The top-ten earning games for the month, worldwide: 

  • League of Legends
  • Dungeon Fighter Online
  • Fantasy Westward Journey Online 2
  • Crossfire
  • Playerunknown's Battlegrounds
  • Fortnite: Battle Royale
  • World of Warcraft
  • World of Tanks
  • Hearthstone
  • Counter-Strike: Global Offensive
Call of Duty®: WWII

Call of Duty: WWII multiplayer action is free for everyone this weekend—in fact, the free weekend is live as we speak. To take part, just pop over to Steam, find the "multiplayer free weekend" link (it's a little hard to see, but you can find it sitting just above the topmost "Buy Call of Duty: WWII" link), and give it a little click. 

Then be prepared for a wait, because it's about a 57GB download. But once that's done you can play your face off until 1 pm ET on February 25. Any progression, items, and unlockables earned during the free weekend will carry over if and when you spring for the full game. 

It's hard to go wrong at the price, but Call of Duty: WWII's multiplayer is really quite good: We said in our review that the single-player campaign is largely "rote," but the multiplayer "recalls the glory days of Modern Warfare." That's quite a compliment, although doesn't seem to have done much good for the player count: CoD may be more of a console-focused pursuit but even so, today's peak concurrent player count on Steam of just 796 is not great for a game that's been out for less than four months.   

Call of Duty®: Advanced Warfare - Gold Edition

Glen Schofield and Michael Condrey, both formerly of the now-defunct EA outfit Visceral Games, co-founded Sledgehammer Games in 2009. The studio quickly built a name for itself working in Activision's Call of Duty universe, first as co-developer (with Infinity Ward) on Modern Warfare 3, and then in the lead on Advanced Warfare and WWII. But now they've both moved on to other things: Activision confirmed with Kotaku today that they have left the studio, although they will remain with the publisher in new roles. 

"Following the incredible success of Call of Duty: WWII, Glen Schofield and Michael Condrey have decided to transition from their duties at Sledgehammer Games to new executive duties inside Activision. We thank Glen and Michael for their tremendous body of work on Call of Duty and look forward to continuing to collaborate with them in their new roles," Activision said.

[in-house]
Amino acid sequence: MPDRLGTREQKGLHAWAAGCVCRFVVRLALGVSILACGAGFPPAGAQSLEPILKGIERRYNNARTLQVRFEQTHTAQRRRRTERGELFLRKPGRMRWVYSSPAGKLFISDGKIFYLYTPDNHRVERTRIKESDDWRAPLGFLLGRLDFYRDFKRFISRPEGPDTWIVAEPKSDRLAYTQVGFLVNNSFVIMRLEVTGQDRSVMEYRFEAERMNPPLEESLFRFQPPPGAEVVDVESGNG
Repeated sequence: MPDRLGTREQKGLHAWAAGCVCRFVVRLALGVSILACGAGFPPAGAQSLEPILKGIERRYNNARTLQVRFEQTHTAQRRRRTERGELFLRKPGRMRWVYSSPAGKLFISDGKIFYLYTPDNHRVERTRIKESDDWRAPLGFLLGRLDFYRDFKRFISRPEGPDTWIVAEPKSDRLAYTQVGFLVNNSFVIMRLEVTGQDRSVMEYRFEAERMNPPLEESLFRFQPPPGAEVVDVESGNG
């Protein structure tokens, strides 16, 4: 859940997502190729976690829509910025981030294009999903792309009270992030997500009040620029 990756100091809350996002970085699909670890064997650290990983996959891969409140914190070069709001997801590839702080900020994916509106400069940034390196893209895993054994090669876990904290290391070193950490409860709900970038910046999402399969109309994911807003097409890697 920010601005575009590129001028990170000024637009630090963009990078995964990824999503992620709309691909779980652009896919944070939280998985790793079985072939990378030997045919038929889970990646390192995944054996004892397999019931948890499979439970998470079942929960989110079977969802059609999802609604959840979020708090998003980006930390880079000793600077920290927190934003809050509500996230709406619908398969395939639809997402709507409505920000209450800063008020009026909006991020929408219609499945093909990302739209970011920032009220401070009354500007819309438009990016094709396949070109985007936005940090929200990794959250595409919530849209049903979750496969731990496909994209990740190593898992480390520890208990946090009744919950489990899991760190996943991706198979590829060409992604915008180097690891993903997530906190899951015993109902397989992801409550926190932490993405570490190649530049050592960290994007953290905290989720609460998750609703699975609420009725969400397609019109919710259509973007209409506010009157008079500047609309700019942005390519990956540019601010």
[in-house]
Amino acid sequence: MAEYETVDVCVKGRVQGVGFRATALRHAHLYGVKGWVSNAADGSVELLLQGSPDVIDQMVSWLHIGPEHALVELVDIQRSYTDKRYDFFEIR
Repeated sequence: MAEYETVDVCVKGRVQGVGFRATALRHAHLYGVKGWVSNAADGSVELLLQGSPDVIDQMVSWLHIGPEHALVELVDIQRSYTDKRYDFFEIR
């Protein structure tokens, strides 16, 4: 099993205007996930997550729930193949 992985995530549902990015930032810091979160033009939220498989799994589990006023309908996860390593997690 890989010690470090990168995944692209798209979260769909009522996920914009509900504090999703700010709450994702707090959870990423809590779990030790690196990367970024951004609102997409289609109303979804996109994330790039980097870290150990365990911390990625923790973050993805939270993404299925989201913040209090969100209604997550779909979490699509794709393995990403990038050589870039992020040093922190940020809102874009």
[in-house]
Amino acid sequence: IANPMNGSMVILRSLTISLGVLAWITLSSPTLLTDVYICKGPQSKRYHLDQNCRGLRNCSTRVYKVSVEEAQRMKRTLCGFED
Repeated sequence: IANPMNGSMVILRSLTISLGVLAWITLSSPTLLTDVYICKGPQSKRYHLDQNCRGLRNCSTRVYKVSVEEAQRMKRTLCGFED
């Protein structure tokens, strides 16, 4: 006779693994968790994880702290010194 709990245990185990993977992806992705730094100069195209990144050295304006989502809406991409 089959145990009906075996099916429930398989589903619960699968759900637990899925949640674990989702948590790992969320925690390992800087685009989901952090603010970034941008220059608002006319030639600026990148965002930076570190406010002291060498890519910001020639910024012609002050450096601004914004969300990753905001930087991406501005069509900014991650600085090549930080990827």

"These changes have created an opportunity to elevate one of the key leaders at the studio, Aaron Halon, to lead Sledgehammer Games. Aaron is a founding member of Sledgehammer Games and the natural fit to lead the team. He has over 20 years of industry experience and has played an instrumental role throughout the studio’s history. We congratulate Aaron and are thrilled about the future of Sledgehammer Games, which we believe has even bigger days ahead." 

It's a move that might spark hazy memories of Vince Zampella and Jason West's split from Infinity Ward in 2010, but this breakup, while obviously representing a dramatic change for Sledgehammer, is my all appearances perfectly amicable. In fact, Schofield and Condrey both thanked Activision in separate statements for the opportunity to found and lead Sledgehammer, and referenced new projects they're involved with at the company. 

"Activision has offered me the opportunity to focus my energy on something I’m very passionate about, exploring new game ideas for the company," Schofield said. "It’s something I just couldn’t pass up." 

"I’m proud of what we accomplished together, it has been the greatest experience of my professional life. I am looking forward to starting a new chapter of my career with Activision," Condrey said.

Alas, what the next chapter and new ideas will entail remains a mystery for now.

Call of Duty®: WWII

Call of Duty: WW2's free community event ahead of the release of its Resistance DLC map pack hands players new weapons, a new division and plenty of XP boosts, but two time-limited game modes are the most interesting additions. For just over a month from Tuesday (January 23), you'll be able to log on and play silly party game Prop Hunt, where one team has to hide from the other by disguising themselves as background items in a map, like a table or a battered chair. I've had a lot of fun with it in other games, and I can't see why this would be any different.

For the same period, you can also play Demolition, the classic Call of Duty game mode that didn't make the cut for WW2. One team has to blow up bomb sites while the other defends and diffuses any explosives the attackers manage to stick down. It's a bit like Search and Destroy, except you can respawn. You'll be able to jump into a Demolition 24/7 server for the duration of the event.

The new Resistance division (divisions are basically WW2's version of classes) comes with a new pistol, a tactical knife skill and the ability to scramble enemy maps. You can see everything that's happening during the event here, including lots of new contracts and both daily and weekly orders.